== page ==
Despite the fact that heavy fighting is still going on in the region, thanks to the extraordinary professionalism of the Armed Forces, this episode has already gone down in the history of war with Russia.
The New Voice of Ukraine sums up what there is to know about the defeat of the Russians near Bilohorivka.
A strike on a school in Bilohorivka and construction of a pontoon crossing: what the invaders were trying to achieve
Before the Russian invasion, about 1,000 people lived in the village of Bilohorivka (Sievierodonetsk district, Luhansk Oblast). However, in early May 2022, this small town gained exceptional strategic importance on military maps.
It was in this area that Russian troops tried to ford the Siverskyi Donets River, a natural barrier between the Armed Forces and the invaders in the hottest parts of the front.
A successful breakthrough and the development of the Russian army's offensive near Bilohorivka could allow it to take control of the Lysychansk-Bakhmut route, which Luhansk Regional State Administration Chairman Serhiy Hayday calls the "road of life" — it connects the region with Ukrainian-controlled territories. In addition, such a breakthrough could increase the threat of the encirclement of some Ukrainian forces defending the settlements of Sievierodonetsk and Lysychansk.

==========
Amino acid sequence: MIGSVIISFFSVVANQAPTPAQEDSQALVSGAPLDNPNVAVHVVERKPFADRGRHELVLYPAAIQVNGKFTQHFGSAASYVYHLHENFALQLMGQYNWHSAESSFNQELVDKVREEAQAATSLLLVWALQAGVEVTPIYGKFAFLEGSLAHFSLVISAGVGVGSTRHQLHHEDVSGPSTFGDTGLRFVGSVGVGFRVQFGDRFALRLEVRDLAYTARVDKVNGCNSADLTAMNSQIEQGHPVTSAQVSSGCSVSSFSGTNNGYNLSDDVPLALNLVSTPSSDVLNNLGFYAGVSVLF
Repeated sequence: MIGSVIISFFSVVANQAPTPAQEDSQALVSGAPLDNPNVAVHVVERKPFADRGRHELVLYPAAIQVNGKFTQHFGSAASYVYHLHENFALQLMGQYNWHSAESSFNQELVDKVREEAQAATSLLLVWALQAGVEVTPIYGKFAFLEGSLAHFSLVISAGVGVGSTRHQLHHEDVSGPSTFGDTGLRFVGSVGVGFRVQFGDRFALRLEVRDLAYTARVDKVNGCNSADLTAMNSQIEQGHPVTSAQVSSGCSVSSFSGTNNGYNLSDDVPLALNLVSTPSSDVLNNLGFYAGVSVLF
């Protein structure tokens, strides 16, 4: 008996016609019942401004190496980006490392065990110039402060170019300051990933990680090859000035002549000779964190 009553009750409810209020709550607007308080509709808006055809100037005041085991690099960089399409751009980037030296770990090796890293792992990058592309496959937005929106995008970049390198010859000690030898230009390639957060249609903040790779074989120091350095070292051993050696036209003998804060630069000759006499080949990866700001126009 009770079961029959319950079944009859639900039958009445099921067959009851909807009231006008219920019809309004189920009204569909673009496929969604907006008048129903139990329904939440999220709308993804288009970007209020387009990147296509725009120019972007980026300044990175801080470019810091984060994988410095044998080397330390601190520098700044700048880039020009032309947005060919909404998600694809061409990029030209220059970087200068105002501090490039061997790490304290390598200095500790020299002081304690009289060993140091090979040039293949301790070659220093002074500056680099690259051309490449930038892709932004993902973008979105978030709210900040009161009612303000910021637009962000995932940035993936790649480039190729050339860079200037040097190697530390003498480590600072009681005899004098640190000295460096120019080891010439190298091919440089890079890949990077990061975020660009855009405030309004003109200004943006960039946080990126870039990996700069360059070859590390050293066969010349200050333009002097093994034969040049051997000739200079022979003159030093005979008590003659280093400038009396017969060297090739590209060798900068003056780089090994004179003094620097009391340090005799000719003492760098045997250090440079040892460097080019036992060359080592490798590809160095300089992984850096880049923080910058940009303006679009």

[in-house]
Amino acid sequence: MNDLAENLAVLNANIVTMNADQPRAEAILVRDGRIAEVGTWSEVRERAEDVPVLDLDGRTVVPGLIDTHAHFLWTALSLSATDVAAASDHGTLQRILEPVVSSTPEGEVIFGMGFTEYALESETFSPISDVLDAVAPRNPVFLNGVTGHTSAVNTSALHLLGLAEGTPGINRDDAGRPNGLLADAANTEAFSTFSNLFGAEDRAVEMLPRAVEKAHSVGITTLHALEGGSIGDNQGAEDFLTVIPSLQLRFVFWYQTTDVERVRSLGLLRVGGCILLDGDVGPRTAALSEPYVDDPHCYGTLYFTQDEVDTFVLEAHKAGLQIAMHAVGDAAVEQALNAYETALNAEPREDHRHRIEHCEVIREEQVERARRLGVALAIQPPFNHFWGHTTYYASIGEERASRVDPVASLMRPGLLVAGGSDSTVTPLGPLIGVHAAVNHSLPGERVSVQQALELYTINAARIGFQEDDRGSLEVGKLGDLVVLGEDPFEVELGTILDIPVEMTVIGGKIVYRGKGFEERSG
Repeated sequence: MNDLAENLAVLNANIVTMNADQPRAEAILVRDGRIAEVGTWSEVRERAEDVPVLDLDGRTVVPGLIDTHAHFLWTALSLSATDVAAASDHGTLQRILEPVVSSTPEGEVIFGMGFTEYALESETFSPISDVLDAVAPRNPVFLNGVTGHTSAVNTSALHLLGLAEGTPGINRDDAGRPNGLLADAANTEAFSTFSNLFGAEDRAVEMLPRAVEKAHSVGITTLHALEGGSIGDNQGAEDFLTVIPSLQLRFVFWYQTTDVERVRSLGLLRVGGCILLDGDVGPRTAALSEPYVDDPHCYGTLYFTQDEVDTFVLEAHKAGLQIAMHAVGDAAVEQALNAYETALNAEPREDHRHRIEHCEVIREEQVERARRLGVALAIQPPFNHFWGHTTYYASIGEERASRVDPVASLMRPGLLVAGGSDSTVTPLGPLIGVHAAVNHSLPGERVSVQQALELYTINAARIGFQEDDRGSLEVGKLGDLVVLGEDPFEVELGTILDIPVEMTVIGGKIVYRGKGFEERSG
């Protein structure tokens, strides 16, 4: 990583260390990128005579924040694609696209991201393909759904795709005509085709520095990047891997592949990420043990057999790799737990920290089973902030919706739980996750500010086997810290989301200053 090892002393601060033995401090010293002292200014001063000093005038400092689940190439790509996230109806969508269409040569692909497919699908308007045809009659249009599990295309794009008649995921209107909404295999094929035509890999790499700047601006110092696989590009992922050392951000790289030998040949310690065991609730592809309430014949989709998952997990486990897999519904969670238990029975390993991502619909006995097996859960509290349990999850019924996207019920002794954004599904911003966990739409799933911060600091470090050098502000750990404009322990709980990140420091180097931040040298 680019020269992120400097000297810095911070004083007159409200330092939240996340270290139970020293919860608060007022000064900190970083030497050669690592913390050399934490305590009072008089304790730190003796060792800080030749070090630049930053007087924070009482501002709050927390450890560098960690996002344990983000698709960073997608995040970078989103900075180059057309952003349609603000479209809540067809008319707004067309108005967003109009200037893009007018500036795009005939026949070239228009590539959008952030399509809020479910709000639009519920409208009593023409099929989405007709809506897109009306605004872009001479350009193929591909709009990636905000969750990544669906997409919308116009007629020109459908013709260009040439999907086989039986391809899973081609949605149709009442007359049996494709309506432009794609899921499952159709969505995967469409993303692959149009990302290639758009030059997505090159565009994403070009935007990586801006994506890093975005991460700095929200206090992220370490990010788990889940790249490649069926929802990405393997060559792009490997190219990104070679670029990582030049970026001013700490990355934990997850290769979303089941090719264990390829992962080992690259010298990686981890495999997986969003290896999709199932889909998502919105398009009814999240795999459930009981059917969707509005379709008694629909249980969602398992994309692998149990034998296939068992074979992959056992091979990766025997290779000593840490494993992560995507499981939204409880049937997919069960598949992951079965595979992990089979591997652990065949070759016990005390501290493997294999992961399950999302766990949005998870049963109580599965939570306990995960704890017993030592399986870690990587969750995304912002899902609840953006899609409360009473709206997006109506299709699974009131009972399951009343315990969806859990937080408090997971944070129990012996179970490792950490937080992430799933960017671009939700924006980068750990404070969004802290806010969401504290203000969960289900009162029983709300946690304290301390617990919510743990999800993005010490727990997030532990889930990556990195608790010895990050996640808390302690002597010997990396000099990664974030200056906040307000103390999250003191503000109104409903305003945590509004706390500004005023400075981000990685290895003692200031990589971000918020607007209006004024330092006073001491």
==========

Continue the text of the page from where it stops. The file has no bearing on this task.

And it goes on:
On May 7, the Russian army resorted to "preparatory" actions, launching an airstrike on a school in Bilohorivka, where almost 90 civilians were hiding. About 60 of them are believed to have been killed in the attack.
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On the evening of May 8, Serhiy Haidai announced for the first time that the Russians had managed to erect a pontoon crossing over the Siverskyi Donets and even transported a certain amount of equipment to the other bank, which turned Bilohorivka into a hotbed of fighting.
"If [the invaders] entrench themselves, they can develop an offensive and get closer to the road, cutting off Luhansk Oblast — it will mean the loss of the single path to safety and communication with other regions," Hayday stated in his morning report on May 9, when Moscow pompously celebrated Victory Day.